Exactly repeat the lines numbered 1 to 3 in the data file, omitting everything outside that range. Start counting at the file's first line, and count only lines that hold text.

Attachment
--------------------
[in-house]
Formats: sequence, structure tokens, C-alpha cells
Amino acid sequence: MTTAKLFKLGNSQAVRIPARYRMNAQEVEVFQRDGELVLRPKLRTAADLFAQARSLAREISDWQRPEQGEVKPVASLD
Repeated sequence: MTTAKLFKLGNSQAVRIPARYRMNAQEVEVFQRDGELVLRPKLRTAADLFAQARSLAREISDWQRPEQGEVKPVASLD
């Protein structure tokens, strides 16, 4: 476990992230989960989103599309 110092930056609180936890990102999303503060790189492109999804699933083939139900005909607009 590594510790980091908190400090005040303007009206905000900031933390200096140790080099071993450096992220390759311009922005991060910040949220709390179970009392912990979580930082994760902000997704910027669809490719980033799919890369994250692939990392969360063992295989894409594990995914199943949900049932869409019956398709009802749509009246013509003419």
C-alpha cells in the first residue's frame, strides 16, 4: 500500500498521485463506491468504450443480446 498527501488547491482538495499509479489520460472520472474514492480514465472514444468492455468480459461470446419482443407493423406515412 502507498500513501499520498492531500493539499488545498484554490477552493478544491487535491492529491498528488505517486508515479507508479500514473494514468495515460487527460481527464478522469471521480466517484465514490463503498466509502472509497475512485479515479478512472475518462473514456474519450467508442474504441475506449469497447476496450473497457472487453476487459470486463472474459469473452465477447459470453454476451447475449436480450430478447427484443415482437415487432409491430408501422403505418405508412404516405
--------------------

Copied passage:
[in-house]
Formats: sequence, structure tokens, C-alpha cells
Amino acid sequence: MTTAKLFKLGNSQAVRIPARYRMNAQEVEVFQRDGELVLRPKLRTAADLFAQARSLAREISDWQRPEQGEVKPVASLD